Startup founders tend to be competitive. Of course they want to know how they stack up. But there is no single roadmap to success. Every company is different. Consumer companies are different from corporations. Startups that sell to small businesses will grow differently than those that sell in the Fortune 100. There’s no point in compiling the information we’ve been tracking. This may give you the illusion that you are amassing some kind of useful insight. But you don’t. It’s a waste of time – time that you shouldn’t waste.

In competitive motorsports, they teach drivers to “focus on the road, not the wall.” Look at the wall and you’ll crash. To win, you have to keep an eye where you want the car to go. I share the same principle with the new founders: Don’t worry about what anyone else is doing or how they’re doing. Just focus on your own path, your own race.

Founder Depression: It’s More Common Than You Think.

Founders have been shown to have higher rates of depression than the average person. This does not mean that the founder will definitely get depressed. But when that happens, the founder should know it’s not unusual. According to a study conducted by the University of California, Dr. Michael Freeman of San Francisco, nearly a third of entrepreneurs reported experiencing depression, twice the rate of the comparison group in the study. Other studies have also looked at this question. Their findings differ on whether entrepreneurs have more depression than the general population — but, says Dr. Freeman, none have found that they have less.

There is no single cause for this phenomenon, says Dr. Freeman. While many people, regardless of their profession, may have a genetic predisposition to depression, it never becomes a problem because they never find themselves in the kinds of situations that might alter depression. It’s similar to how some people have a genetic predisposition towards diabetes, but as long as they eat well and maintain a healthy weight, diabetes may never show up. So if you put someone with a prior vulnerability to depression into the stress pot that is the life of a startup, they may turn on. “A lot of people get tired too much,” says Dr. Freeman. They don’t get enough sleep. They eat junk food. They become socially isolated because they spend too much time working. They may have conflicts with their founders. They may get slapped with a lawsuit or get fired by their board. At one point, you cross over The turning point “.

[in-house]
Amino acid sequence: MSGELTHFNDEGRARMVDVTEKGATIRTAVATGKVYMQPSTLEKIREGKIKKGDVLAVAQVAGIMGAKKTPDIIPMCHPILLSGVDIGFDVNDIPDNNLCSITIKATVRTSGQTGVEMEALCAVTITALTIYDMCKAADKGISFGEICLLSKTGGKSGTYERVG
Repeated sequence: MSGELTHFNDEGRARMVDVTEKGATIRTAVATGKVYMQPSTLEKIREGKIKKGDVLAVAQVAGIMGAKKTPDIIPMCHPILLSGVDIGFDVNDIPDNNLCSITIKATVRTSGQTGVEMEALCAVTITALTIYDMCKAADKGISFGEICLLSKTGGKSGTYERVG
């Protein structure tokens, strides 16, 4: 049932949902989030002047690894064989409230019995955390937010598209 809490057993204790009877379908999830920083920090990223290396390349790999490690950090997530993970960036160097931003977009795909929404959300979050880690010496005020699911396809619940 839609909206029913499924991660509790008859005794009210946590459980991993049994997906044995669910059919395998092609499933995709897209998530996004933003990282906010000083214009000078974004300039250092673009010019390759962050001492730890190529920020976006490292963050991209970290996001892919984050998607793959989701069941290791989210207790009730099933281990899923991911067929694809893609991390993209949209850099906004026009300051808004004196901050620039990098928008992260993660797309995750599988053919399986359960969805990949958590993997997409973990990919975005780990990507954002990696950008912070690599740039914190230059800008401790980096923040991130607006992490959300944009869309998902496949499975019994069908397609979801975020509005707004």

Part of this is simply the predictable outcome of the unique blows you experience in your entrepreneurial life. When you’re trying to disrupt the status quo, there are a lot of forces you don’t want to be disrupted. “So you face opposition, and the frustrations involved can be frustrating. There is also constant rejection, especially in the beginning,” Dr. Freeman explains. “Many entrepreneurs make the mistake of believing that their identity and value as a person is the same as the success of their business,” he adds.

When they promote to venture capitalists and get rejected over and over again, it’s devastating. “If you don’t see investors reject the concept or technology, and you customize it, it can lead to frustration, low self-esteem, and eventually depression.”

I’m not talking about this to alert you. exactly the contrary. This may never affect you, except perhaps in separate seizures in response to certain strikes. If so, you will likely recover without lasting effects. But if this sounds like you, know that you are not alone. Take a look at the successful founders you see at conferences, on television, or in magazine profiles. You can bet that a large portion of them deal with mental health challenges. It’s still not widely discussed in the industry, unfortunately, but it’s par for the course. As such, it is not a hindrance. Just something to manage.

Missing a deadline now and then: A case of (sometimes) letting things slide.

You will always feel like you need to run out of everything. You’ll set deadlines and milestones that you’ll convince yourself to stick to. Because your money has a fuse on it. . . Because nothing happens until someone sells something. . . Because you have to keep the main thing as the main thing, and the main thing is to grow this business – quickly.

But sometimes, it’s okay to slow down. Let’s say the release is due out tomorrow. But it can’t be done without everyone working crazy hours (after weeks of working really crazy hours). Would it really matter if I put it off until next week? If that means you (and your team) get a little break, and can take your head (and body) out of the game for a while to recharge somewhere else, why not? If the release date is arbitrary, and it wouldn’t make much difference to change it, go ahead and push it back.

Building a startup is really a marathon. The trade-off now in favor of everyone’s physical and mental health will pay off in the future. Don’t do this on the big things: the numbers you have to hit for the year, the money you have to raise in the next round, the international office you have to open in three months. But the smaller things? Every now and then, give yourself permission to let things slide.